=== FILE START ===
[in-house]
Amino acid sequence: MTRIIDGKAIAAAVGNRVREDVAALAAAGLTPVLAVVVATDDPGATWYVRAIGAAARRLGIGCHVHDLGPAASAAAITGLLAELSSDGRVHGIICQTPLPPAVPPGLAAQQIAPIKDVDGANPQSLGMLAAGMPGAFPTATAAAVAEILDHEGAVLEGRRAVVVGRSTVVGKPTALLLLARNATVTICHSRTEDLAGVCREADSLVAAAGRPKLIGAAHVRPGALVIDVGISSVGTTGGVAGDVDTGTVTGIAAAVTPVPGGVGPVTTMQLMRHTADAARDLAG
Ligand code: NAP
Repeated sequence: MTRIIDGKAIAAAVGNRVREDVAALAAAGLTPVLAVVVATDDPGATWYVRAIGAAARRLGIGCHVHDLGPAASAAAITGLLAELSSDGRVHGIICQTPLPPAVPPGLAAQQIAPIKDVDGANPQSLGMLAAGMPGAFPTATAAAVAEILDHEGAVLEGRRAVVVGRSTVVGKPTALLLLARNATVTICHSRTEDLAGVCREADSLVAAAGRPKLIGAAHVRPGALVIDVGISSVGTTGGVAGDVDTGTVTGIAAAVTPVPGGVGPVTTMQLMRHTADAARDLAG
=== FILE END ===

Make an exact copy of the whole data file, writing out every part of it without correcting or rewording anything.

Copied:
[in-house]
Amino acid sequence: MTRIIDGKAIAAAVGNRVREDVAALAAAGLTPVLAVVVATDDPGATWYVRAIGAAARRLGIGCHVHDLGPAASAAAITGLLAELSSDGRVHGIICQTPLPPAVPPGLAAQQIAPIKDVDGANPQSLGMLAAGMPGAFPTATAAAVAEILDHEGAVLEGRRAVVVGRSTVVGKPTALLLLARNATVTICHSRTEDLAGVCREADSLVAAAGRPKLIGAAHVRPGALVIDVGISSVGTTGGVAGDVDTGTVTGIAAAVTPVPGGVGPVTTMQLMRHTADAARDLAG
Ligand code: NAP
Repeated sequence: MTRIIDGKAIAAAVGNRVREDVAALAAAGLTPVLAVVVATDDPGATWYVRAIGAAARRLGIGCHVHDLGPAASAAAITGLLAELSSDGRVHGIICQTPLPPAVPPGLAAQQIAPIKDVDGANPQSLGMLAAGMPGAFPTATAAAVAEILDHEGAVLEGRRAVVVGRSTVVGKPTALLLLARNATVTICHSRTEDLAGVCREADSLVAAAGRPKLIGAAHVRPGALVIDVGISSVGTTGGVAGDVDTGTVTGIAAAVTPVPGGVGPVTTMQLMRHTADAARDLAG